The cautious beginnings of Sephardi self-identification: a view from the Cairo Geniza (tenth-thirteenth centuries)

Moshe Yagur

Research output: Contribution to journalArticlepeer-review


This article tackles the issue of Jewish Andalusi identity and the notion of Sephardi exceptionalism, promoted by several Jewish Andalusi scholars from the tenth century onwards. It does so by examining the way Jewish Iberian immigrants identified themselves, or were identified by their contemporaries, in their new locales. The basic corpus for this study is the documentary Cairo Geniza, which enables an examination of every-day experiences of these Iberian immigrants, as opposed to literary compositions which have been the main source for the study of the notion of Sephardi exceptionalism. The period examined is the late tenth through the thirteenth centuries, considered the “classical Geniza period” and equivalent to a period of major shifts in Iberian Jewry. Using digital tools and secondary literature, a database of 161 manuscripts which include identifications of Iberian immigrants was assembled. An analysis of these identifications reveals, on the one hand, a growing use of the new Hebrew identifier “Sepharadi” as a geographical and probably cultural marker. On the other hand, it frames it in a historical reality in which identification as a Sephardi was not an obvious choice with a clear cultural meaning, but rather just one out of a spectrum of possible identifiers.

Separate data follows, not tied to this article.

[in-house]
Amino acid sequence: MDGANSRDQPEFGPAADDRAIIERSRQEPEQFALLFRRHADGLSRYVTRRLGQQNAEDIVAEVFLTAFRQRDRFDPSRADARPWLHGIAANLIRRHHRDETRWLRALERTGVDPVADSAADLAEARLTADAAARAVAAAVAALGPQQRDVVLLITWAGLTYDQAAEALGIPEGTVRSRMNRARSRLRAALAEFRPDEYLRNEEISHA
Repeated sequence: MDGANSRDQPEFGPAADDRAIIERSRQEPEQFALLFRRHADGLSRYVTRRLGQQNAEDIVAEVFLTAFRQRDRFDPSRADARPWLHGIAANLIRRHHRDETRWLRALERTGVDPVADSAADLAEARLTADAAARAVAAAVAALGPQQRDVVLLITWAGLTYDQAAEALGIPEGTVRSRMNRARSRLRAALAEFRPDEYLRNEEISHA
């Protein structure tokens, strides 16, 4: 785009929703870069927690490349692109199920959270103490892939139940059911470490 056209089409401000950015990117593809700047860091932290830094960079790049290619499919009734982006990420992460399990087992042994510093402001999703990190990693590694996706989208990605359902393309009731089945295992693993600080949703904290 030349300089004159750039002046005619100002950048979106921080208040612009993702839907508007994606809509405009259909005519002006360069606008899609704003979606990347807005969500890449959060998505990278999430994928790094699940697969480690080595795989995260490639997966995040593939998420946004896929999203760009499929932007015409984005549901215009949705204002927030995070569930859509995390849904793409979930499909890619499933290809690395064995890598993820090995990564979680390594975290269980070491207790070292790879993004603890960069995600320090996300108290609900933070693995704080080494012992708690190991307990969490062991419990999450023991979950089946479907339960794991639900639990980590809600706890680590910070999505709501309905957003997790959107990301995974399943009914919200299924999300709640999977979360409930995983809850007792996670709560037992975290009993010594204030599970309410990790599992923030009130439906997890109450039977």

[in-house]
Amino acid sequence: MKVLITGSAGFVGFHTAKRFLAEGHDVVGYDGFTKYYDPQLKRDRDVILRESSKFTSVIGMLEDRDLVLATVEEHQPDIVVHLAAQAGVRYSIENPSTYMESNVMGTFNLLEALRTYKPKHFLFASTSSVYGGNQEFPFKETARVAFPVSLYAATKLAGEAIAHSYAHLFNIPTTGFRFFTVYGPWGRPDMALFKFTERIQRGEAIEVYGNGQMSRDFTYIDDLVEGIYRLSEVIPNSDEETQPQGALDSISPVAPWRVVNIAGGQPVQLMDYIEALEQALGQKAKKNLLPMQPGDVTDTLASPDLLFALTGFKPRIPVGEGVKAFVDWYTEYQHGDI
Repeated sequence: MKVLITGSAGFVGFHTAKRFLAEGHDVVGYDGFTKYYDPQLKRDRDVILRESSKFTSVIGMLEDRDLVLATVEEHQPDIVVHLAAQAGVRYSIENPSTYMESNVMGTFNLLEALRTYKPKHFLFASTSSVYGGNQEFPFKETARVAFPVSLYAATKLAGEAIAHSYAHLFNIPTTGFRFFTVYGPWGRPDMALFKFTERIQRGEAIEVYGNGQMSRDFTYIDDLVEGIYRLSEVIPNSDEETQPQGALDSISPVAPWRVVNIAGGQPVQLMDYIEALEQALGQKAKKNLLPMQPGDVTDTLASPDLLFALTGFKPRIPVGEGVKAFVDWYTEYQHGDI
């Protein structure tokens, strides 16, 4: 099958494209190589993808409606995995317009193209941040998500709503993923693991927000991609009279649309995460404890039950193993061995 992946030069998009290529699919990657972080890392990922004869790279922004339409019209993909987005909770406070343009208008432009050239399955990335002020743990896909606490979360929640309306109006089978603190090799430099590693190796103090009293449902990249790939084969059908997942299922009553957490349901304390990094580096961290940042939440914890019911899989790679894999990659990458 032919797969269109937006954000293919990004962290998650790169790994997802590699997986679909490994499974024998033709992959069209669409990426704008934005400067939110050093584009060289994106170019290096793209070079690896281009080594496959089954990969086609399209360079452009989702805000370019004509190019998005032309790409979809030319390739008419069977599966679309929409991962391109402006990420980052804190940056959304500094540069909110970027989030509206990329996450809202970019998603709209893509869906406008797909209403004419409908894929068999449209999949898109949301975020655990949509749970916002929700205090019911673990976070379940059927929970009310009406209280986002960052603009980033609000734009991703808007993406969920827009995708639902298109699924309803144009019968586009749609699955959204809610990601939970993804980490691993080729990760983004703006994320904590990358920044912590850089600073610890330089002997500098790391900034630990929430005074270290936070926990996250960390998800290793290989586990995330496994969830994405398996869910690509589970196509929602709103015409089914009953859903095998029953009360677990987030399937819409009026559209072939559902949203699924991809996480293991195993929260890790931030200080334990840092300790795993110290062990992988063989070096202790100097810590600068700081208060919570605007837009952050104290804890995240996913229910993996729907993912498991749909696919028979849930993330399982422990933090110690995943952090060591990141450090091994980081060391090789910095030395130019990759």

Original languageEnglish
Pages (from-to)1-23
Number of pages23
JournalJournal of Medieval Iberian Studies
Issue number1
StatePublished - 1 Jan 2023
Externally publishedYes


  • Andalusi Jews
  • Cairo Geniza
  • Jewish history
  • Judeo-Arabic
  • identity
  • migration

ASJC Scopus subject areas

  • Cultural Studies
  • History


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